Conservation de la Biodiversité

Biodiversity conservation

Wetlands are one of the most diverse ecosystems on the planet in terms of plant and animal species. As wetlands are being lost faster than any other ecosystem, so is their rich biodiversity. We work to preserve this richness by protecting habitats and reducing threats, and maintain the chains of wetlands necessary for migratory species. Governments, park authorities, conservation specialists and communities are our partners in this work.

The problem

African wetlands are key habitats for many endemic but also migratory species, such as the West African Manatee and hundred of species of waterbirds. The loss of one specific wetland impacts species locally, but also those using it as part of their migration route. When such links in this chain disappear, distances increase between stopover sites, where for example waterbirds rest and feed, making their migration even more exhaustive.
Many threatened wetland species are hunted by the local population for their meat, trade or they are viewed as harmful to agriculture. Instead of preserving these African wildlife treasures, they end up on the local or even international market.

What we do

We work to protect the chain of wetlands along the migration route of waterbirds: the African Eurasian flyway. In addition to protecting specific wetlands and training park rangers in the monitoring, we connect the key influencers of the wetlands along the flyway.
Through the key information from counting and assessing waterbird populations, we develop knowledge and tools for their conservation along the flyway. These are used by site managers, national governments, and even international conventions such as the Convention on Migratory Species (CMS). Read more .
In addition, we give communities in Africa alternative options for their livelihood, such as eco-guide trainings, and involve them in our monitoring work. In this way we have converted manatee hunters to conservationists [link to Manatee page], and fishermen to farmers and bird guides.
We also build networks of conservation practitioners in governments and NGOs to share the knowledge from their work, for example along the West African coast. These networks are supported by the trainings in monitoring of certain species, such as dolphins, manatees and waterbirds. This knowledge is available through a portal. Read more .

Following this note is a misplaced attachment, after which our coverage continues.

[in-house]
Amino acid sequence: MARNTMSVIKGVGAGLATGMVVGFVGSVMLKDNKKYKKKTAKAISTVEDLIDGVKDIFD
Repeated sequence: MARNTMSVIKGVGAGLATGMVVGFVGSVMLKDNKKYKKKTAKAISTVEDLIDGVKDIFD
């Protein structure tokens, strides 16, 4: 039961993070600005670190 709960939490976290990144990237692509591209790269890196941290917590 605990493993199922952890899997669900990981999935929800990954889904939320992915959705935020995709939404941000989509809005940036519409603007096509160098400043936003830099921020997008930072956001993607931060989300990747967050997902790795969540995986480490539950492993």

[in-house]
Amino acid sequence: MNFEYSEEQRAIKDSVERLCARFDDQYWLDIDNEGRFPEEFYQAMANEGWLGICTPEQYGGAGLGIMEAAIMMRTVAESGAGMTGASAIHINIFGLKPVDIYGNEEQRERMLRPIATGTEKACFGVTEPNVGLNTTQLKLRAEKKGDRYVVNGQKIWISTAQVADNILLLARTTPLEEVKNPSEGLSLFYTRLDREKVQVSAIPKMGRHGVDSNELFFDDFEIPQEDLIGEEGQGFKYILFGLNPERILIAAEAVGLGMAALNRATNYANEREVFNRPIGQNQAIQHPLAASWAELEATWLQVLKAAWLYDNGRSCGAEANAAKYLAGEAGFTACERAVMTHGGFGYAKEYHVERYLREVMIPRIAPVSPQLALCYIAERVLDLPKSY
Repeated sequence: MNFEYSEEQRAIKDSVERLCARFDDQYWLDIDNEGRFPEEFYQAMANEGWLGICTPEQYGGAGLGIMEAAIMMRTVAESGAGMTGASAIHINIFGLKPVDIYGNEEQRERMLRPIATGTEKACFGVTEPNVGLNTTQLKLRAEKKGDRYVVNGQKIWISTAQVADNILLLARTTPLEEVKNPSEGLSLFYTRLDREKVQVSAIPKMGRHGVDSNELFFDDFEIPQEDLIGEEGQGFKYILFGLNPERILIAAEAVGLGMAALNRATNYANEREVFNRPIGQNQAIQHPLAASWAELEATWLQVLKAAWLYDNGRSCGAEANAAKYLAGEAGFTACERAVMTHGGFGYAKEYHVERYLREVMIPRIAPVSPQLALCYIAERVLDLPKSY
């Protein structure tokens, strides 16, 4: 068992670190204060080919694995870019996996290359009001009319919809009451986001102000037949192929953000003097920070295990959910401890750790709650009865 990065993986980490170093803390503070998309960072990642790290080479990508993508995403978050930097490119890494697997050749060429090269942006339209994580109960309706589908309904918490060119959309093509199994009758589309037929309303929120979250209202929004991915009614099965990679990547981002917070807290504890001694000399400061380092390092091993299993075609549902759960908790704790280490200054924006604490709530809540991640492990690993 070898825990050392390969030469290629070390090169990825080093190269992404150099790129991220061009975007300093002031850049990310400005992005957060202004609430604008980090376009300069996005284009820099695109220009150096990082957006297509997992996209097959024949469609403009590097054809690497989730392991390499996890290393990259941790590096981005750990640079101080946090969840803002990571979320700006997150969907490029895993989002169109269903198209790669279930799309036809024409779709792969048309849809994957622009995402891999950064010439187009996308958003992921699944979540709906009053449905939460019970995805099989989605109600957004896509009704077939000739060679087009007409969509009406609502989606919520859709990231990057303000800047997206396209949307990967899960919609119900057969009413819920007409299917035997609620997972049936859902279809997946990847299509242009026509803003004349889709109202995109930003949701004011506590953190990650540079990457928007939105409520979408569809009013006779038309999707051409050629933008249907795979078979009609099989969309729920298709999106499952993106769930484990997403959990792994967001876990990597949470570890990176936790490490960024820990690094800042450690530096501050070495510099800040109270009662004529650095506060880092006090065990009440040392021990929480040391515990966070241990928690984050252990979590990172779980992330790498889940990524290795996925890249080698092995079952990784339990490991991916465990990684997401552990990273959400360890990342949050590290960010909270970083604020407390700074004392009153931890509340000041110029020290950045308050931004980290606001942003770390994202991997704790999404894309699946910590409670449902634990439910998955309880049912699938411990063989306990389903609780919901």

At the global level, Wetlands International Africa works with other offices to advocate for freshwater biodiversity as well as flyway conservation at the United Nations Convention on Biological Diversity (CBD).


Freshwater biodiversity

African biodiversity under severe threat according to the freshwater biodiversity assessment of IUCN to which Wetlands International Africa contributed. The assessment concludes that:

  • Twenty one percent of all species assessed are threatened within Africa.
  • Ninety one percent of these species (4,539) are endemic to the continent and are, therefore, also globally threatened.
  • This level of threat is relatively high in comparison to other taxonomic groups in Africa (12% of birds, 19% of mammals, and 26% of amphibians are threatened)
  • This level of threat is predicted to increase dramatically unless the ecological requirements of freshwater species are given much greater consideration in future development planning, in particular for development of water resources.
  • Major threats are identified as loss and degradation of habitat associated with deforestation, agriculture and infrastructure development, unsustainable levels of water extraction, water pollution from domestic industrial and agricultural sources, the introduction of alien invasive species, sedimentation, mining and subsistence use and trade.

Read more on the IUCN website: The Diversity of Life in African Freshwaters: Under Water, Under Threat.

Critical Waterbird Sites

Click to access the online Critical Site Network Tool